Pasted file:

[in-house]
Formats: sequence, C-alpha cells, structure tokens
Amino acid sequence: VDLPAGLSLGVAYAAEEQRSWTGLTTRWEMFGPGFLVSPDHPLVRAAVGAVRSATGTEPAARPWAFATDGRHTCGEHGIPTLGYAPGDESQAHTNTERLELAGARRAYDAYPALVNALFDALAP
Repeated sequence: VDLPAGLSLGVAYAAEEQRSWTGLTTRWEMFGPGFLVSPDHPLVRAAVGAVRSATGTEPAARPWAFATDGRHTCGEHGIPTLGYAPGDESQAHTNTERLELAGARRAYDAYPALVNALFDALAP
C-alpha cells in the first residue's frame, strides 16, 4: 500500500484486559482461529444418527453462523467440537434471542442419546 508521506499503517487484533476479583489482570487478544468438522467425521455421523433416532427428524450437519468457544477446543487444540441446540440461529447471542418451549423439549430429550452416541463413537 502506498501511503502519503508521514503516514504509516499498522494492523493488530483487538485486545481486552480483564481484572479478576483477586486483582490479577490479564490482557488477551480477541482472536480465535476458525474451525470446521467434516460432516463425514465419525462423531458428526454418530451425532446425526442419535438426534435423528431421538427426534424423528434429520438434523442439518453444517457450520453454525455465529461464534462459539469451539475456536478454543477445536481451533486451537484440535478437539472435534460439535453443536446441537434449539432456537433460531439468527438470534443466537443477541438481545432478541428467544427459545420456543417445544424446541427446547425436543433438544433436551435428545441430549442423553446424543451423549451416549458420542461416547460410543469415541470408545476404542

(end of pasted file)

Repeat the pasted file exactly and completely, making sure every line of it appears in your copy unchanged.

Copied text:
[in-house]
Formats: sequence, C-alpha cells, structure tokens
Amino acid sequence: VDLPAGLSLGVAYAAEEQRSWTGLTTRWEMFGPGFLVSPDHPLVRAAVGAVRSATGTEPAARPWAFATDGRHTCGEHGIPTLGYAPGDESQAHTNTERLELAGARRAYDAYPALVNALFDALAP
Repeated sequence: VDLPAGLSLGVAYAAEEQRSWTGLTTRWEMFGPGFLVSPDHPLVRAAVGAVRSATGTEPAARPWAFATDGRHTCGEHGIPTLGYAPGDESQAHTNTERLELAGARRAYDAYPALVNALFDALAP
C-alpha cells in the first residue's frame, strides 16, 4: 500500500484486559482461529444418527453462523467440537434471542442419546 508521506499503517487484533476479583489482570487478544468438522467425521455421523433416532427428524450437519468457544477446543487444540441446540440461529447471542418451549423439549430429550452416541463413537 502506498501511503502519503508521514503516514504509516499498522494492523493488530483487538485486545481486552480483564481484572479478576483477586486483582490479577490479564490482557488477551480477541482472536480465535476458525474451525470446521467434516460432516463425514465419525462423531458428526454418530451425532446425526442419535438426534435423528431421538427426534424423528434429520438434523442439518453444517457450520453454525455465529461464534462459539469451539475456536478454543477445536481451533486451537484440535478437539472435534460439535453443536446441537434449539432456537433460531439468527438470534443466537443477541438481545432478541428467544427459545420456543417445544424446541427446547425436543433438544433436551435428545441430549442423553446424543451423549451416549458420542461416547460410543469415541470408545476404542